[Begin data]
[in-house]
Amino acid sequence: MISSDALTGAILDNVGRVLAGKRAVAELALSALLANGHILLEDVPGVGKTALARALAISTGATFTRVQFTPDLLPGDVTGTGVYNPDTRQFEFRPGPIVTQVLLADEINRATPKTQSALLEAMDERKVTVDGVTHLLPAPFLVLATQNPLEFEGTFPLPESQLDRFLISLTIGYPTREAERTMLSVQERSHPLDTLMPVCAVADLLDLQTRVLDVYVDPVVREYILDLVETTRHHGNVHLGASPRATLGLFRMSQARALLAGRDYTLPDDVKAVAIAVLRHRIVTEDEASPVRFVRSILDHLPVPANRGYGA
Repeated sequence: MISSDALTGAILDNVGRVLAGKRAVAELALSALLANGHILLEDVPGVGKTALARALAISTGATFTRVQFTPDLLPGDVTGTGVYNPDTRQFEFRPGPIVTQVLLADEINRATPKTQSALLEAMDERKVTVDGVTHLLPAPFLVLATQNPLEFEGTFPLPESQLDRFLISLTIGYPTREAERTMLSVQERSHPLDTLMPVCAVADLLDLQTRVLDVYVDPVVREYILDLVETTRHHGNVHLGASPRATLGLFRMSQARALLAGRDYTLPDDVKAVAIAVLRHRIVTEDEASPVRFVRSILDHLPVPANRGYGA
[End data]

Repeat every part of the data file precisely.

[in-house]
Amino acid sequence: MISSDALTGAILDNVGRVLAGKRAVAELALSALLANGHILLEDVPGVGKTALARALAISTGATFTRVQFTPDLLPGDVTGTGVYNPDTRQFEFRPGPIVTQVLLADEINRATPKTQSALLEAMDERKVTVDGVTHLLPAPFLVLATQNPLEFEGTFPLPESQLDRFLISLTIGYPTREAERTMLSVQERSHPLDTLMPVCAVADLLDLQTRVLDVYVDPVVREYILDLVETTRHHGNVHLGASPRATLGLFRMSQARALLAGRDYTLPDDVKAVAIAVLRHRIVTEDEASPVRFVRSILDHLPVPANRGYGA
Repeated sequence: MISSDALTGAILDNVGRVLAGKRAVAELALSALLANGHILLEDVPGVGKTALARALAISTGATFTRVQFTPDLLPGDVTGTGVYNPDTRQFEFRPGPIVTQVLLADEINRATPKTQSALLEAMDERKVTVDGVTHLLPAPFLVLATQNPLEFEGTFPLPESQLDRFLISLTIGYPTREAERTMLSVQERSHPLDTLMPVCAVADLLDLQTRVLDVYVDPVVREYILDLVETTRHHGNVHLGASPRATLGLFRMSQARALLAGRDYTLPDDVKAVAIAVLRHRIVTEDEASPVRFVRSILDHLPVPANRGYGA